For lesbian, gay, bisexual and transgender persons in India, shame, guilt and self
blame, (and in some cases self–loathing) are often part of the first encounter
with their gender identity and sexual orientation. This personal discomfort and
low self worth is often mirrored and reinforced by family, friends, popular
culture, societal norms, and the law, and exacerbated by the feeling of being
different, out of place, the joker in the pack, and the circus exhibit. For those who
are lucky to have supportive family, liberal peer groups, exposure to support
groups, or LGBT communities, the feeling of guilt is gradually replaced with that
of pride, pride in being different.
Coming to terms with one’s sexuality and the norms and practices of one’s
community is a life long project. Part of this process is to recognize and deal with
the phenomenon of victim-blame. I.e. the impulse to blame oneself, or someone
from one’s own “community” for being at the receiving end, violence or stigma. If
we are not careful, this then becomes an easy narrative, hiding more structural
problems of discrimination.
Recently, I was advising a university student on a violent attack he faced in his
university campus. The student had met an attractive young man on campus, and
they had exchanged numbers. This person had called him late in the night.
Excited by the thought, the student went out to meet him. When he reached the
designated spot he found two men in a car. They asked him to get in. He got in
the car, and they drove around for a while, all the time chatting with him. At
some point they stopped the car, and thrashed him mercilessly, abused him
verbally, and threw him out of the car.
While listening to the student’s narrative, even someone like me, no stranger to
encounters of this kind, was quick to question the students motive in getting into
the car. “Why did he get into the car when there were two people? He should
have realized there was suspicious on the phone itself.” I wondered to myself.
Even while I was repelled by the act of violence, I struggled with locating blame,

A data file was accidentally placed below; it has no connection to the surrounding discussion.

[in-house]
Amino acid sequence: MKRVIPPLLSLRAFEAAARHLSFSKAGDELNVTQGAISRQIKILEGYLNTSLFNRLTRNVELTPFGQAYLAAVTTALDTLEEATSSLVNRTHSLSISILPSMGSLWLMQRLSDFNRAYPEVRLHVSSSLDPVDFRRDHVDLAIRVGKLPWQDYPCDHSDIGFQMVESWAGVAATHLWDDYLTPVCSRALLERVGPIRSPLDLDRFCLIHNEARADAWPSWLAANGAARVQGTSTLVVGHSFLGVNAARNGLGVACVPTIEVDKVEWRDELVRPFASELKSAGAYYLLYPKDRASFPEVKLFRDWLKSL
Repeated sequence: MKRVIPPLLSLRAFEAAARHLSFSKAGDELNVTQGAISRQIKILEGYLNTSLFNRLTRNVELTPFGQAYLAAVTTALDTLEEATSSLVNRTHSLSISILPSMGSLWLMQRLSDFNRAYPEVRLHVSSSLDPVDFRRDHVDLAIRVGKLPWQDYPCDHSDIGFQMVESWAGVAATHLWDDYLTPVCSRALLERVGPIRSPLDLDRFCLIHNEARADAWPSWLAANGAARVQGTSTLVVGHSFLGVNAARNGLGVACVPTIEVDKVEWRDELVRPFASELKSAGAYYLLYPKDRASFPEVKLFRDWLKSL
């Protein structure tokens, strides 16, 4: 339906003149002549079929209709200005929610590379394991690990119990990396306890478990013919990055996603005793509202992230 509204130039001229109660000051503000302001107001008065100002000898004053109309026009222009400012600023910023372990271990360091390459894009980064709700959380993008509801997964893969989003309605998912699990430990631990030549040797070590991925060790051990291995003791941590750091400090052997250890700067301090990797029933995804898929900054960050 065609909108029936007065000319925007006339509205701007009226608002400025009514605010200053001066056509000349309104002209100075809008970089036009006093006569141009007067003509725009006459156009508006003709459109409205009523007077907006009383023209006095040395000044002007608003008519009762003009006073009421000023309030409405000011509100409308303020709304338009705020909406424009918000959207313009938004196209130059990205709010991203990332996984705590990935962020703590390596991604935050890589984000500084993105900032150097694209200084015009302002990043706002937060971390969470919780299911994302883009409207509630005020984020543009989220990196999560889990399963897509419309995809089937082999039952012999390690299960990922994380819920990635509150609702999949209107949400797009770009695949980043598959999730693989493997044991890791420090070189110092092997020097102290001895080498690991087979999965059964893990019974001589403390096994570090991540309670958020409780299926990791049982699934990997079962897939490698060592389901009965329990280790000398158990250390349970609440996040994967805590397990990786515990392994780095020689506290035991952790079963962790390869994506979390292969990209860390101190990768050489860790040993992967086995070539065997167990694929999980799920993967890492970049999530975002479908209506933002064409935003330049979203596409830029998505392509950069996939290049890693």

instead trying to figure out what a reasonable person would do in his
circumstances, and apportioning some amount of blame to the person who was
the victim of violence.
Thinking about this later, I was surprised at how easy it was to question the
actions of the victim/survivor of violence. Why was he dressed the way he was?
Why was she out so late at night? Why were they not more careful? Why was he
looking for sex in a public place in the first place? What was she thinking?
Perhaps, this is part of our own conditioning, our human reflex to assign an
incident in a scale of reasonableness. Unfortunately, this reasonableness turns
out to be nothing but a veneer hiding transphobia, prejudice and stereotypes.
The reasonable man forms the standard on which the law operates too. What
would a reasonable man do in this circumstance? How would he act? How does
this specific instance compare to how a reasonable man may behave? What this
does not account for is that people don’t fit the model of the reasonable man.
They come up short, overstretch, extend, reinvent, and remodel themselves in
ways that we cannot match with the archetypal reasonable man. In a spectrum of
LGBTQHI, it is the reasonable man who seems out of place. When placed against
this illusionary standard, most of us would come up short.
It’s no surprise then that the law that criminalized sex between adults of the
same sex in India, section 377 of the Indian Penal Code, does not take into the
element of consent. The moral opprobrium for non- procreative sex that forms
the basis of this law overshadows the possibility of people choosing to have
unconventional sex. The unconventional slips into easily into being ‘unnatural’,
not sanctioned by biology, tradition or religion. The range of human sexual
experience is boxed into heterosexual peno-vaginal sex, and consensual sexual
sex between adults is framed as a crime against societal norms.
The discrepancy between the law and lived sexual experience is stark given that
popular culture and mainstream media and high art have brought us firmly into
the realm of sexual and gender diverse narratives, characters and visualization.
To begin to take this diversity seriously, the first step is to be able to empathise
with other people’s circumstances and actions, however strange they may seem
to us. People’s sexual habits, acts and identities differ wildly, from the missionary
to experimental, extremely private to public, commercial to philanthropic
(remember the last time you’ve had mercy sex!), unhappily married to happily
couple swinging, vanilla to fifty shades of grey. The trick is to be able to go
beyond what we think is normal, or correct, or reasonable, to recognizing a
violent non-consensual act, and acts of prejudice and hatred. To be able to do
this, the first step is to move beyond victim blame.
Siddharth Narrain is a lawyer and research associate with Sarai-The Center for the Study of Developing Societies (CSDS), Delhi. He has worked previously with The Alternative Law Forum (ALF), Bangalore, and as a journalist with The Hindu Group of Publications, New Delhi.
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